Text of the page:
Nigeria’s leading digital bank, Sterling Bank Plc, has launched a new and innovative digital product known as the Imperium Platform. This is in a bid to connect consumers and providers of renewable energy (solar solutions) as a viable solution to Nigeria’s electricity crisis.

The Imperium Platform was launched following the unveiling of the Nigerian electricity industry report entitled, “Powering Nigeria: How Solar Energy Can Become a Sustainable Electricity Alternative.”

The report was produced by Sterling Bank in partnership with Stears, a digital information company.

Dele Faseemo, Group Head, Renewable Energy at Sterling Bank, said in a statement issued by the bank that the Imperium Platform seeks to provide clean and affordable energy solutions to interested customers while providing different financing options to customers purchasing the solution outright or paying for the installation and operation of the solution.

Faseemo explained that Sterling Bank, in partnership with Stears Data, the data collection, analytics, and data access division of Stears, embarked on the study to tackle the problem of providing solar energy in the country.

The report showed that despite the privatization of Nigeria’s electricity industry, the country still has one of the lowest electrification rates in the world, as 43 percent of its population has no access to grid electricity, an indication that 85 million Nigerians are not connected to – and cannot receive electricity from – the Nigerian transmission grid.

He said the Imperium would provide a range of purchase options to consumers because solar energy solutions are not one-size-fits-all, so purchasing options should not be either.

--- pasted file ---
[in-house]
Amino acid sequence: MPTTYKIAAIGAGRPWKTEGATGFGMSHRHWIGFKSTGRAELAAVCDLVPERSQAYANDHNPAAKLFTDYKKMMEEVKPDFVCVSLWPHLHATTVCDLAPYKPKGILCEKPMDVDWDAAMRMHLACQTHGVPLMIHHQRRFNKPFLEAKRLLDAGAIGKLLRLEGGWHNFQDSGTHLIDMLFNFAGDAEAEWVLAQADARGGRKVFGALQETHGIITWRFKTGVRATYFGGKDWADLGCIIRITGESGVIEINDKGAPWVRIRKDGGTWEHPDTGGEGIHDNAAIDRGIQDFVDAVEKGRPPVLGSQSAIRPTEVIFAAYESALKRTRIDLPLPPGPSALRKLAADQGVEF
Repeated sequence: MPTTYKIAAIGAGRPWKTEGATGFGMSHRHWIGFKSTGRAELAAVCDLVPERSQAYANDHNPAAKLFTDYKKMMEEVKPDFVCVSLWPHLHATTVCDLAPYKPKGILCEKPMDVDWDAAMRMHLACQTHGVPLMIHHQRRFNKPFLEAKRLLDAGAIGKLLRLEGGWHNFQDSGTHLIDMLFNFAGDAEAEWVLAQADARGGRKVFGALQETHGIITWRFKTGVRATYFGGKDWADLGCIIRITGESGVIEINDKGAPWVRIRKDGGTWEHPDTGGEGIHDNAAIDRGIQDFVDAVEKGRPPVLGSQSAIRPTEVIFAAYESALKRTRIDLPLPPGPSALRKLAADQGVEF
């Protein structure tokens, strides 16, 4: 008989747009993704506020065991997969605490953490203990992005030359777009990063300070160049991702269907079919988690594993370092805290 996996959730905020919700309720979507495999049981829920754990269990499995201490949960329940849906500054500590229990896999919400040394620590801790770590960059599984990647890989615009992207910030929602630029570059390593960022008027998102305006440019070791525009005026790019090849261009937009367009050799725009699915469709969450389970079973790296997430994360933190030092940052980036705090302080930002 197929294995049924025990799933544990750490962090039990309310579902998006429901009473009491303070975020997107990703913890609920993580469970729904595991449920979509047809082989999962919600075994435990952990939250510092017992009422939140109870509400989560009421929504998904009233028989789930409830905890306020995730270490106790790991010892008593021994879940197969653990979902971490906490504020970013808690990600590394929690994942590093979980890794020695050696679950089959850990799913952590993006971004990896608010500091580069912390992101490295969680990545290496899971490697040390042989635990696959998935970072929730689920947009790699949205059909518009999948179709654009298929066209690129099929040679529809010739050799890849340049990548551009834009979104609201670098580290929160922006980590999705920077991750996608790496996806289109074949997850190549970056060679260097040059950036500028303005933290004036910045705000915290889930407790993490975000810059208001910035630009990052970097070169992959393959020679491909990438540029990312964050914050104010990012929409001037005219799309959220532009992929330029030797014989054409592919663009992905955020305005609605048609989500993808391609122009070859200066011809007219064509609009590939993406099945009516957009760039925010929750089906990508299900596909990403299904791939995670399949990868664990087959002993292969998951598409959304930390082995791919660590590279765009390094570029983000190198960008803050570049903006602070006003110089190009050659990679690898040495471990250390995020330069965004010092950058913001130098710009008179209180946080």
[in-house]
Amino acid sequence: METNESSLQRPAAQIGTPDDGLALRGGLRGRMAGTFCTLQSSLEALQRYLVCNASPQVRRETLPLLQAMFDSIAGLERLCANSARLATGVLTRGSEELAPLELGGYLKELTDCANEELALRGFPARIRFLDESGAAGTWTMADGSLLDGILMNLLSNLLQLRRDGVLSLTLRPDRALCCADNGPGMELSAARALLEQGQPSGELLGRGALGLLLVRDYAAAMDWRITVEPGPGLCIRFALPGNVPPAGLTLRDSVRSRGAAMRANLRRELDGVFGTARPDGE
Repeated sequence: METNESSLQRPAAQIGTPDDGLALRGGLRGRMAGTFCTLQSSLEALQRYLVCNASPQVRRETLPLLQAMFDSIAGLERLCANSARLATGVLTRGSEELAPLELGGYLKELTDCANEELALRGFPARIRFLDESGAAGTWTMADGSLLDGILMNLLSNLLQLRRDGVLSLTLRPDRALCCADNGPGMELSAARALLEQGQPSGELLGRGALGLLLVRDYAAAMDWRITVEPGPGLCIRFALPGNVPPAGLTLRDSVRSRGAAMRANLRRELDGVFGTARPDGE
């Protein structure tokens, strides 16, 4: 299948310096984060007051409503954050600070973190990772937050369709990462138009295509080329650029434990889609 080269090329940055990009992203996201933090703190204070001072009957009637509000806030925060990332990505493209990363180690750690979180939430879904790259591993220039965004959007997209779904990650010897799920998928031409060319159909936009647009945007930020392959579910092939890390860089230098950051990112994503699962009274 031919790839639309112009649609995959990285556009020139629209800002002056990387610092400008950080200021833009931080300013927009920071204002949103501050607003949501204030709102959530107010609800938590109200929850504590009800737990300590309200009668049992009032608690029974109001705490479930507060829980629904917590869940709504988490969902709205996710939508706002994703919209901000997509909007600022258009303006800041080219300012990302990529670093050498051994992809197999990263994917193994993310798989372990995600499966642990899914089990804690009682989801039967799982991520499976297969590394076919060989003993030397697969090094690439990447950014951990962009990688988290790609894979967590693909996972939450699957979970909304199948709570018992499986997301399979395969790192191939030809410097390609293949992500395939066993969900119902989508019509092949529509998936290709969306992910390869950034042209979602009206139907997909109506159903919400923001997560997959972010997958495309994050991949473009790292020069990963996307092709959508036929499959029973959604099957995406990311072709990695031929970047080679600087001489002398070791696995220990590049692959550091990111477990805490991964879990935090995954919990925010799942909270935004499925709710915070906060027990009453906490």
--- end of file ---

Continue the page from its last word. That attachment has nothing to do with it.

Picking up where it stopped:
According to him, Sterling Bank employs several purchase models to provide renewable energy solutions for its customers. This ensures that customers with different needs and purchase abilities can access solar energy solutions.

He listed the options to include outright purchase, lease to own, and power as a service. Using outright purchase as an example, he said that energy consumers could purchase products directly from vendors via the Imperium Platform, a dedicated e-commerce platform hosted by Sterling Bank.

In lease to own, Imperium provides financing at competitive interest rates for consumers with good credit scores or clean credit checks who are keen to own the assets. Under power as a service, Imperium offers fixed monthly energy-charge options to consumers, but the underlying assets are owned by Imperium as it (Imperium) purchases and owns the assets.

This saves clients huge capital outlay and maintenance worries, while the monthly energy charge is based on the capacity deployed.

In this regard, the bank has recently partnered with the Nike Art Gallery to install solar panels at the gallery via the bank’s Imperium outlet as part of its commitment to a renewable energy-powered Nigeria and the development of the nation’s tourism sector.

The development is a sequel to recent partnerships with the gallery to drive an appreciation and spotlight the investment opportunities available in Nigeria’s arts and tourism sectors.

The Nike Art Gallery, owned by Chief Nike Okundaye, is one of the largest of its kind in the West African sub-region, with a collection of about 8,000 diverse artworks from various Nigerian artists.